Josef Pieper on the Importance of Leisure

‘Not everything is useless’, writes Josef Pieper in his counter-cultural work Leisure, The Basis of Culture. ‘which cannot be brought under the definition of the useful’. Yet, in our pragmatic society we seem to disagree, only finding value in that which can be tied to productivity or efficiency. Underfunding arts while increasing funding for economics degrees and tearing down forest to create plantations for timber are two such examples.

Chemistry, physics, medicine, banking, gardening, carpentry and cooking are valuable because they serve a clearly defined use. But there are things which, while on the surface ‘useless’, remain, in their own unique way, ‘useful’: painting, music, poetry, philosophy, and leisure. And it is leisure – in a world where everything is organised according to productivity and profit – that is most in danger of extinction, yet simultaneously the most important guardian of the inner life of the mind.

The ancients understood the importance of leisure. They worked in order to not work. That is, they worked in order to have free time afterwards. It is a mentality alien to our society, firmly believing as it does in the principle of ‘work for work’s sake’. We readily equate those who seek leisure with being idlers, sloths, or dole-bludgers. For us, productivity and busyness is the name of the game. We must always be occupied, be busy, be productive, be useful.

And how guilty we feel on our days off! When we are blessed to have a free time, or ‘leisure’, we manically try our best to keep productive: doing chores, running errands and so forth. A day not spent ‘doing’ something is a day we feel we have wasted. The mentality of busyness has so infected us that we find ourselves unable to sit still. Free time is not received as a blessing but as a curse.

We are encouraged by a culture of frenetic amusements and relentless striving to never sit quietly with ourselves. We have been trained to always remain busy. If not working 40+ hours a week, then going out drinking, shopping, clubbing, seeing friends, doing chores, or spending hours scrolling through news feeds or watching videos on YouTube. We have, to a great extent, lost the ability to sit with ourselves.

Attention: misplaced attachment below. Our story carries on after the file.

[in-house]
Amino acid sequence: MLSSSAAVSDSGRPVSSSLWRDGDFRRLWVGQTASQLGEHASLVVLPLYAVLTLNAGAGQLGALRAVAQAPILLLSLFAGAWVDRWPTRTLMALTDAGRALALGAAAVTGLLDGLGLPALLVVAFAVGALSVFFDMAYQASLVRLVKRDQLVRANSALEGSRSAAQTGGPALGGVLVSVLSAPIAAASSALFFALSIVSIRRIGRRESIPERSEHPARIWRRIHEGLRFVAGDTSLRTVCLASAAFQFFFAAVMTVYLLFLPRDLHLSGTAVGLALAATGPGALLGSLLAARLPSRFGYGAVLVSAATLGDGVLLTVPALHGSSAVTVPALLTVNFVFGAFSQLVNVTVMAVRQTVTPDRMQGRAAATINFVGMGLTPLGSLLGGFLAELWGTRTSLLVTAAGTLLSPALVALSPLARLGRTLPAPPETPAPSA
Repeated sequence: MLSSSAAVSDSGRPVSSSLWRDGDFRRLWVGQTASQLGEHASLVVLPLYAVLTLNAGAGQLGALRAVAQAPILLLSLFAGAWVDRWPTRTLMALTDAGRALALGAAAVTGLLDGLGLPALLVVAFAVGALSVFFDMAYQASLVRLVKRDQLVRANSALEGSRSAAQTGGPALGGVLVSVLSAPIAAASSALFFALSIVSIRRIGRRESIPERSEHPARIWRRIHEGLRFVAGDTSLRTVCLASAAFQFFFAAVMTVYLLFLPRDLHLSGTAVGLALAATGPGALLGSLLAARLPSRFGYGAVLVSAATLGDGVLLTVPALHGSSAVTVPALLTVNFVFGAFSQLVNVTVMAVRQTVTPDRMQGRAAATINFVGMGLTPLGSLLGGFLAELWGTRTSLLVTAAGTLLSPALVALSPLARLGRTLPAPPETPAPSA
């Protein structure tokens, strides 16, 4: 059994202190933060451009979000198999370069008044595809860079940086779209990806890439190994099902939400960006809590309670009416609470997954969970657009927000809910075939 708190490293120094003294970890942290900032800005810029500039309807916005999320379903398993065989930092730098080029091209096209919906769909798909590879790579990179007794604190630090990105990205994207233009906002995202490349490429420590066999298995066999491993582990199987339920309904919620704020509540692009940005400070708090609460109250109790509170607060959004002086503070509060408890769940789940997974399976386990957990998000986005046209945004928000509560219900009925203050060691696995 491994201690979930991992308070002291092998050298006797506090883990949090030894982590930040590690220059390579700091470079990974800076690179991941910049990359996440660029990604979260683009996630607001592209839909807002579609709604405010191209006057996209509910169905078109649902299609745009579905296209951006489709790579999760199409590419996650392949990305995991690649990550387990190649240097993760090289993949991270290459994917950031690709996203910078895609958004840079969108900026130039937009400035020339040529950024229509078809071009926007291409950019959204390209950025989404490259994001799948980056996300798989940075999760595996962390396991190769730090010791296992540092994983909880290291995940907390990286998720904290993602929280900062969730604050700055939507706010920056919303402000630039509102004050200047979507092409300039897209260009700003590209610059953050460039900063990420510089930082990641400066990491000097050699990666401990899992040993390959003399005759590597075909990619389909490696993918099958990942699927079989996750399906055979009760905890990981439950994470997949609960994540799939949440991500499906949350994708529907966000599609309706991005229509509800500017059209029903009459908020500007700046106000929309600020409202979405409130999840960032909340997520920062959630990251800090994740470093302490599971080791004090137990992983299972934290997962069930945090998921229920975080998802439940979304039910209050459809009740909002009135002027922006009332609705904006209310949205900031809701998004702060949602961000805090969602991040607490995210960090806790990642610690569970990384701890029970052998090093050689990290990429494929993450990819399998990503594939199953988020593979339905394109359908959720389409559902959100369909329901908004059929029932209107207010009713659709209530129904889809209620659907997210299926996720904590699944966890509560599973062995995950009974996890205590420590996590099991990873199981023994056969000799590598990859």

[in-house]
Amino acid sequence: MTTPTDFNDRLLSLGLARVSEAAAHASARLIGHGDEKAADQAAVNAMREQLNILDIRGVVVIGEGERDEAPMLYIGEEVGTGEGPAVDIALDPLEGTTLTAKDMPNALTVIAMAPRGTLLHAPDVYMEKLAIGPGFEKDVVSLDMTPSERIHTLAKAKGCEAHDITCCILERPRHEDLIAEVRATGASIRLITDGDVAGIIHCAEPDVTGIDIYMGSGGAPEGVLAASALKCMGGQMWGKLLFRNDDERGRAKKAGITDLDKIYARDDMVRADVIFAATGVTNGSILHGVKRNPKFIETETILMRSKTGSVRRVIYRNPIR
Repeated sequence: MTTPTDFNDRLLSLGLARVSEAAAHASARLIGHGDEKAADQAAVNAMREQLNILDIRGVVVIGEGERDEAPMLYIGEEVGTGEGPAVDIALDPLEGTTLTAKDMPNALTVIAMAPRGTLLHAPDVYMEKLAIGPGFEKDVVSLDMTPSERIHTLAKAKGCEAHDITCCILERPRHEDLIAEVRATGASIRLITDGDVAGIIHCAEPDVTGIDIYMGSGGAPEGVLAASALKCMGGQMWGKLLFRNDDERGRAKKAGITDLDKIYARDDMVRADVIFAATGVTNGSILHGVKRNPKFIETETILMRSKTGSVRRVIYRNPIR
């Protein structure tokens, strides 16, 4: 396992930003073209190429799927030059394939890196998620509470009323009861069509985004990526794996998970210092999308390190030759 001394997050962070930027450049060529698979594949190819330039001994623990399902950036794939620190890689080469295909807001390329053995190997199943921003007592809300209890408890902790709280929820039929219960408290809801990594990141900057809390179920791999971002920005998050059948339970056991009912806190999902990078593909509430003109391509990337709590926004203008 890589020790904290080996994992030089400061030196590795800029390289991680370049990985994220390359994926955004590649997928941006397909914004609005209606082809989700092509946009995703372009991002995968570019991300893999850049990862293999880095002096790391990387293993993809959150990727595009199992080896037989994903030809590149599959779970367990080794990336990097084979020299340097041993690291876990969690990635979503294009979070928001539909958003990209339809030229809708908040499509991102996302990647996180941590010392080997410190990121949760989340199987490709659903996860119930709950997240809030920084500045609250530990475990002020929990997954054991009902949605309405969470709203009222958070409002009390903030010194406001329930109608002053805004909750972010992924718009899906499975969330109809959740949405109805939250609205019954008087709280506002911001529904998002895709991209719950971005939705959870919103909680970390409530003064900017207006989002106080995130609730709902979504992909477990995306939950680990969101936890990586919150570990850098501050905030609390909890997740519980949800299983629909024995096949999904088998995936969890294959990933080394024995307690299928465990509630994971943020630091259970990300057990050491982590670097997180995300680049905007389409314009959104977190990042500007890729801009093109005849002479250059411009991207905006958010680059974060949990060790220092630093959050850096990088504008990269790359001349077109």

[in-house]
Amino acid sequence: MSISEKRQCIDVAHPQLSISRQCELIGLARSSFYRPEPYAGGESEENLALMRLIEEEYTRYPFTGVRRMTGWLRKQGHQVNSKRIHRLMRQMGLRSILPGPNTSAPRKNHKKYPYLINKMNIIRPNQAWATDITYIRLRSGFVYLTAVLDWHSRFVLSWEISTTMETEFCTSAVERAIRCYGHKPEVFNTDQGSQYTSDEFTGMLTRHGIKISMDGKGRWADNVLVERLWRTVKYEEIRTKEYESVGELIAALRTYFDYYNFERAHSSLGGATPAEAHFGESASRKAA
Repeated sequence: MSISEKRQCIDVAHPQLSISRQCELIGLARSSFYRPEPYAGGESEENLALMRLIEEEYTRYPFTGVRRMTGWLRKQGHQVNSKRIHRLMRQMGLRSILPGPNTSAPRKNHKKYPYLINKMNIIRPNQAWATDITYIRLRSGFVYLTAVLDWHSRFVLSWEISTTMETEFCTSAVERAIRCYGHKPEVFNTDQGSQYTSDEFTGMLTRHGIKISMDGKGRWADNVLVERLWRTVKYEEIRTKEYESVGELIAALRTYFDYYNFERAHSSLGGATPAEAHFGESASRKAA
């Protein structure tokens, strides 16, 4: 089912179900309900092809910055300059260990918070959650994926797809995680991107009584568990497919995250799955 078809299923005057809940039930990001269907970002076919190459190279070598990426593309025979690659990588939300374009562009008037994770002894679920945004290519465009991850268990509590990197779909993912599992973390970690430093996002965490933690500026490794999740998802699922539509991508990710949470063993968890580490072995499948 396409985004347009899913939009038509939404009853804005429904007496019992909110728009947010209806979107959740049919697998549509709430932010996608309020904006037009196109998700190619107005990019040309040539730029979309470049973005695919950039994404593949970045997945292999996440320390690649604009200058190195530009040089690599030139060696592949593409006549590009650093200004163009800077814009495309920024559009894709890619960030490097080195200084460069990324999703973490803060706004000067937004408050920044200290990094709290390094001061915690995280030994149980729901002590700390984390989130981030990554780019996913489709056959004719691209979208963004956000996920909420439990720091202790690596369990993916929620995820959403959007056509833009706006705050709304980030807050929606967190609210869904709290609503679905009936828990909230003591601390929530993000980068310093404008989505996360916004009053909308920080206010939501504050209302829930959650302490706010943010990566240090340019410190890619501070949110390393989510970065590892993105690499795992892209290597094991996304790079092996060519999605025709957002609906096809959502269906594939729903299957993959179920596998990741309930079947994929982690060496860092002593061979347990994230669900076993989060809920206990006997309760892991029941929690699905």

As a result, when we finally are alone with nothing but our own thoughts, we feel incredibly bored. ‘Boredom is not a necessary consequence of having nothing to do’, writes William Deresiewicz in his landmark essay The End of Solitude, “’it is only the negative experience of that state’.

‘By obviating the need to learn how to make use of one’s lack of occupation’ he continues, our culture has ‘preclude[d] one from ever discovering how to enjoy it’. We have lost something eminently important, we have lost what Thoreau called fishing ‘in the Walden pond of [our] own nature”, in sitting with ourselves and being receptive to our inner thoughts and feelings.

As Pieper notes, compared with activity, leisure is essentially the idea of non-activity, a negative, ‘receptive attitude of mind’ that consists of ‘inward calm, of silence’ and of ‘letting things happen’.

Leisure is a form of silence, of that silence which is the prerequisite of the apprehension of reality: only the silent hear and those who do not remain silent do not hear.

It brings to mind Paul Goodman’s 9 Types of Silence and the particular silence of passive receptivity where the ego, no longer seeking, striving, and straining, quietens down, and allows the deep substrate of our consciousness to find an opening to reveal its secrets.

We are a frantic society, uninclined (and seemingly unable) to sit still. In the pursuit of more and more; more wealth, more pleasure, more power, more experience; we have lost sight of the importance of nothing; of wanting nothing, seeking nothing, doing nothing.

We have (quite unfortunately) lost the ability to sit with ourselves and allow the quieter parts of our consciousness to speak up, something that is only possible when the conscious mind quietens down. Spending a Sunday alone in the study or lying on the lawn in the botanical gardens is an excellent place to start. Receptivity is just as important as activity, and embracing it will lead to a richer experience of life, and a fuller understanding of self. It may not be ‘useful’ in any practical sense, but just because something isn’t useful, does not mean it is useless.

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